But this wasn’t about Max. This wasn’t about high school. This was a man–a man!–a beautiful man of twenty-one with a strong jaw and angular cheek bones, dark curly hair around an intriguing face: thoughtful eyes, full lips, and a nose that gestured towards an Eastern European heritage. Alexander was quiet. Serious. An architecture student who didn’t speak a word of French, even though he was born and raised in Montreal. But that didn’t matter. What mattered was that he was a man, and that was perhaps the most glorious thing about him.

This prairie girl was entranced.

 

It should come as no surprise that my romantic life emerged in Quebec, some 4000 kilometres from home. In Quebec, I had no history, no past. Far from my strict family, my high marks, and my conservative small town, I was just the exotic girl from away, and I could shape that narrative any way I wanted. Jonquière was the perfect place to be born again.

In Jonquière, my French sparkled with the sounds of the Saguenay-Lac St. Jean. I bought my clothes at Le Château, teased my hair into a spiky mass and went clubbing at Le Pic on the Rue St. Dominique at 11:30 at night. We paid the bouncer fifty cents so he’d believe we were eighteen and then we’d dance and dance and dance, losing ourselves in bodies, music and movement. At 2:30, we’d pile into the back of a taxi, our sweaty limbs tangling into the sounds of our giddy chatter. La rue de Courcelles. A ten-minute drive. The cabbie would know the way. Once home, we’d tumble exhausted into bed, clothes in a messy pile on the floor where we’d dropped them, makeup smearing pillowcases, hair in a snarl. And we’d do it all over again the following weekend.

None of this would have been possible in my small, dusty hometown just a stone’s throw too far from Edmonton, where the only way out was a Greyhound bus that passed through at 11:40 in the morning and the only nightclub was a shady joint advertising topless waitresses. It wouldn’t have been possible in that town that called itself a city, that thriving metropolis with a Safeway, a Canadian Tire and a Kentucky Fried Chicken.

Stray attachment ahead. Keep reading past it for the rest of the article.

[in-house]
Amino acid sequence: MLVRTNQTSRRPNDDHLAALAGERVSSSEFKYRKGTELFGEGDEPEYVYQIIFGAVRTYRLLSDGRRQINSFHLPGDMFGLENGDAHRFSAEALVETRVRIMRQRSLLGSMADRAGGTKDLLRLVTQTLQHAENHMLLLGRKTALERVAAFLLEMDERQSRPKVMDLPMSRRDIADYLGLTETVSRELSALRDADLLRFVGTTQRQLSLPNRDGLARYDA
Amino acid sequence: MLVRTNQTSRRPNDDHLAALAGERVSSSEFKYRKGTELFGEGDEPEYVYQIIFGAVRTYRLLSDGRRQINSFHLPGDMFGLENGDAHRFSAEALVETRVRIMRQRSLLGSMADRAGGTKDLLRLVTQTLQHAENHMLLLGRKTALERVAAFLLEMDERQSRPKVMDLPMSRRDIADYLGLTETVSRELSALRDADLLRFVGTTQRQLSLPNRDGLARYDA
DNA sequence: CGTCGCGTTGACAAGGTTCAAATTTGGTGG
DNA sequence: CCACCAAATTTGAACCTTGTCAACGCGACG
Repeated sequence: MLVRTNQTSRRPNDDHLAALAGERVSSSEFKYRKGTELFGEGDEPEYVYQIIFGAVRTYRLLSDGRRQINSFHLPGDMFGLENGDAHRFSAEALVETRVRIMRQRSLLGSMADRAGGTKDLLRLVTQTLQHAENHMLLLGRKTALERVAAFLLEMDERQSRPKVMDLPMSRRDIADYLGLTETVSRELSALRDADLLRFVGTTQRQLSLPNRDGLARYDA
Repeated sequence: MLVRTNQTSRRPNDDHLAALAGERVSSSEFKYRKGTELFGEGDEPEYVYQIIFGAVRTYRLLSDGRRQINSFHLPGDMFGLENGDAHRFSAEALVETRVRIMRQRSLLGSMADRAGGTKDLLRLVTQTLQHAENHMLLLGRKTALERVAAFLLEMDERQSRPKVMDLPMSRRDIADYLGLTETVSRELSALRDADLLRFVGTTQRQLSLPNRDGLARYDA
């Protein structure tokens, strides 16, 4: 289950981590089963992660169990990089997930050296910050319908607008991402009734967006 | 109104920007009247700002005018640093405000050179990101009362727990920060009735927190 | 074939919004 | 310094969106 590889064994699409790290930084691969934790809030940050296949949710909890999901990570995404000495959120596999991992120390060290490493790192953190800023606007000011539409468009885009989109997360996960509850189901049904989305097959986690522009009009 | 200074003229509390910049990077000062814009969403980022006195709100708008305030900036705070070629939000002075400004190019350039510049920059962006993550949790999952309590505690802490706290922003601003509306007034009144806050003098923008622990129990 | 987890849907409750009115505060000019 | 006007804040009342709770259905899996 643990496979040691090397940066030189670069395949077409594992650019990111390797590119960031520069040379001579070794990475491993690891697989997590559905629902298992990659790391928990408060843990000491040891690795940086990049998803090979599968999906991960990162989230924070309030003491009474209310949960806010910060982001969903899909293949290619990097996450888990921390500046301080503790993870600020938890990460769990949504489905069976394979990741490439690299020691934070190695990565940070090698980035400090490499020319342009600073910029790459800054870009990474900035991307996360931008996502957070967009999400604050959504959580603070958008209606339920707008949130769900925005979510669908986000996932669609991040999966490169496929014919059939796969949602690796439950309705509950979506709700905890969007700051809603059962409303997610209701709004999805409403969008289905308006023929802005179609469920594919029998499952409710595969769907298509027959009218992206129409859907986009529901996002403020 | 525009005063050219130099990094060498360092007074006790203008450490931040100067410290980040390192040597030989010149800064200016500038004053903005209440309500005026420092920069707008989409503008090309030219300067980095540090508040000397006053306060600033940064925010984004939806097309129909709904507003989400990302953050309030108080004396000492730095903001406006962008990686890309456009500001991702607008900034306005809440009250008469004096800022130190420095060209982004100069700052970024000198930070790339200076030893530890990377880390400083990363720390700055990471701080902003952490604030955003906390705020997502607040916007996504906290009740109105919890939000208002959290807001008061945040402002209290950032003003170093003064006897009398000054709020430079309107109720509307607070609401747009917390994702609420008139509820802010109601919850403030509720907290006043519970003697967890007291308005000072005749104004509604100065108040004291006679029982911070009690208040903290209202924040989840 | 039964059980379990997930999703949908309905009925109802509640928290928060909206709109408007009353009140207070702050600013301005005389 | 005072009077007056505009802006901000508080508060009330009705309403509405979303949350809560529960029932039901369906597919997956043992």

Quebec was a million years away from Alberta. And so perhaps none of this was about Alexander and all of it was about me. Perhaps it was about intimacies I wasn’t quite ready to explore. Perhaps it was about being seventeen.

 

We exchanged student cards at the end of the summer. Promise rings of the gentlest sort? I don’t even know anymore. But I brought that card with me on the Greyhound bus that took me away from home one day in late August, tracing a route across prairie and mountain, orchard and strait, to the southern tip of Vancouver Island. And I placed the card in my desk drawer, where it nestled together with the letters he wrote me in black ink and tiny cramped handwriting. In the months that followed, I created narratives for him–for us–stories about who he was and who we could be. A summer fling with a man–a man!–from Montreal. A man almost ready to fly into the world. A man who wanted to be an architect. A man with dark eyes and a beautiful face and stories and histories that were not my own. Who wouldn’t want to fall in love with a man like this?

Alexander and I met one more time after that summer. His family was flying to Whistler for a winter skiing holiday, he said. Did I want to come along? Perhaps it was an innocent question. Perhaps there was more to it. I’ll never know. But I do know that the thought of a family holiday terrified me. In the end, I took the ferry from Victoria to Vancouver and we walked the cobbled streets of Gastown on a grey and wintry afternoon. Together, we reached toward the magic of that warm August evening. We looked for the swings and we listened for the summer breeze. I longed to feel the sand sliding between my fingers. But all that was left was stillness. Silence. And the memory of a kiss that was both perfect and not quite right at all.

 

Sonja Boon (1)

Sonja Boon is a writer, researcher, and teacher living in St. John’s.